Let’s talk about sex . . . or not

Contemporary OBGYN JournalVol. 64 No.08
Volume 64
Issue 08

Clinicians and parents aren’t having the sex talk with teenagers as often as they should, according to a new study, and parents aren’t sure whether it’s a doctor’s place to get involved.

headshot of Kari Schneider, MD

Kari Schneider, MD

Doctors don’t talk enough to their young patients about sex, and neither do parents-but parents also aren’t sure that it’s a clinician’s place to have “the talk” with their children, according to a new study.

“Let’s talk about sex: Do adolescents’ parents and primary care physicians talk to them about sex?” was presented as an abstract at the Pediatric Academic Societies (PAS) 2018 meeting in Toronto in May 2018 by Brinda Desai. Co-author Kari Schneider, MD, an assistant professor in the Department of Pediatrics at the University of Minnesota, Minneapolis, says the research project demonstrates the need to increase attention on why these conversations aren’t happening more and what can be done.

The goal of the study was to assess the frequency at which teenagers and young adults were asked about their sexual activity and screened for sexually transmitted infections (STIs). Researchers polled 582 adolescents aged 13 to 17 years and 516 parents who attended the Minnesota State Fair in 2017 for the report.

Adolescents and young adults have more STIs than all other ages combined, Schneider says, and parents and clinicians have to address the risks and discuss safe sex practices with them.

However, the study found that nearly half of all teenagers-45%-say they have not been asked regularly about sex by their primary care providers (PCPs). Only 13% say their doctor offered them screening for STIs. On top of not being asked about sex by their doctors, just 39% of teenagers reported talking about sex with their parents, despite the fact that 90% of parents reported having “the talk” with their children.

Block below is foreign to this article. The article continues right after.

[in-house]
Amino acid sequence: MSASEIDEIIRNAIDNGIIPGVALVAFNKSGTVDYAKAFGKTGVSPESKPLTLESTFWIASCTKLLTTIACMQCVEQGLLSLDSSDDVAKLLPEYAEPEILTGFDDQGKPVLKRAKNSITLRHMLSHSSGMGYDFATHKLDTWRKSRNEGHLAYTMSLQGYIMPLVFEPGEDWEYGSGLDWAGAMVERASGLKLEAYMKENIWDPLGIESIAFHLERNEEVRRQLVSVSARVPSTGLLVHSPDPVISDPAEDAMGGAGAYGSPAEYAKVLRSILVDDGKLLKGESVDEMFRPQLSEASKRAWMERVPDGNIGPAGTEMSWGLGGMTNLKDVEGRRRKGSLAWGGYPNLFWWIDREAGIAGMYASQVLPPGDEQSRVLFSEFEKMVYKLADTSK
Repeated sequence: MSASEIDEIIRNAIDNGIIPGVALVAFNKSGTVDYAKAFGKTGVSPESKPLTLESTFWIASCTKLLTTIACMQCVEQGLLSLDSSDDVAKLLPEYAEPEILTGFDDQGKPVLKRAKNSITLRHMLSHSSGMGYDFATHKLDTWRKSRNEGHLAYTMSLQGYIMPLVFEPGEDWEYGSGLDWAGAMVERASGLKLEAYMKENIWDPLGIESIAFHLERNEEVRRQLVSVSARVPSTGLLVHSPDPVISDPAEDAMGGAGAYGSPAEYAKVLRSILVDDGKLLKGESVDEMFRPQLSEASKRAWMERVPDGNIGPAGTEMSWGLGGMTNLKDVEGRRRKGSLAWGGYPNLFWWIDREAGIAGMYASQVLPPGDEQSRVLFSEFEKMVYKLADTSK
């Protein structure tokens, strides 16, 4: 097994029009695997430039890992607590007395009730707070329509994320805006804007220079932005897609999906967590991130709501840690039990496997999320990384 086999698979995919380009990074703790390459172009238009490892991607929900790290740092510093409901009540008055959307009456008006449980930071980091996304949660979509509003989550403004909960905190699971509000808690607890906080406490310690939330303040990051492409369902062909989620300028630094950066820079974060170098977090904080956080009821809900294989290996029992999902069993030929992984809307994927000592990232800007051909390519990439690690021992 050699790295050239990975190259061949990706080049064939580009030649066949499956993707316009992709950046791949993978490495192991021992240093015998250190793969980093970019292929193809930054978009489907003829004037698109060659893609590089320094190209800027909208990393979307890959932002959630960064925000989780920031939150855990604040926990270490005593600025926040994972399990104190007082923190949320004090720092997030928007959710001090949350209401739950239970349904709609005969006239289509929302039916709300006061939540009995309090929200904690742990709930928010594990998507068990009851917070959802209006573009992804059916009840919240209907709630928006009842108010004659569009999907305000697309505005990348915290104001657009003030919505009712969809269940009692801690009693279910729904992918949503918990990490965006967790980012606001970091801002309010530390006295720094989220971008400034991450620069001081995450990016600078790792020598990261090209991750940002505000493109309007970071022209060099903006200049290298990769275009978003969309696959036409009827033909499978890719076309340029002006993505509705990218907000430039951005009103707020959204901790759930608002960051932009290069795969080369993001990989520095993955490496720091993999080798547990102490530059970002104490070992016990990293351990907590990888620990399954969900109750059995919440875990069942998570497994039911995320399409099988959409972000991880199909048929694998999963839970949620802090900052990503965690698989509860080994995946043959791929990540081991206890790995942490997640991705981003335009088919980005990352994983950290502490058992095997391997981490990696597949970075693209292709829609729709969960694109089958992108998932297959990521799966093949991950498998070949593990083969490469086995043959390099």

The study also found that older teenagers were asked about sex and STIs more frequently than younger teenagers, and white female patients were more likely to encounter these assessments than minority females and males.

When discussions with clinicians did occur, 49% of parents stated that it happened with their knowledge, while 24% were unaware that the conversation had taken place. In regard to parent communications, mothers or female caregivers were most often the ones to address sex with their teenagers.

It was unclear from this study whether adolescents felt comfortable discussing sex with their doctors, although the study did address the comfort level of parents in regard to this line of questioning.

A quarter of the parents polled felt that PCPs should not be discussing sex with teenagers and young adults, according to the researchers.

“We were truly astonished to find such a large percentage felt that pediatricians should not be discussing sex with their children,” Schneider adds.

Addressing parental concerns about sex-related discussions conducted by clinicians is an important next step in addressing this problem, Schneider adds.

“Having everyone involved-parents, adolescents, and providers-on the same page that these discussions, done in a confidential way, are imperative to comprehensive preventive care of adolescent patients should be the ultimate goal,” she adds.

Schneider says she hopes the study will prompt clinicians to reflect on their own discussions with patients.

“I am hopeful that pediatricians will note that a low percentage of adolescents feel that they are being asked about sex at primary care visits,” Schneider says. “Perhaps they are being asked but just not in a way that is meaningful or memorable to the adolescent.”

Only the abstract for the study was presented at the meeting, according to Schneider. The complete findings of the study have yet to be published.

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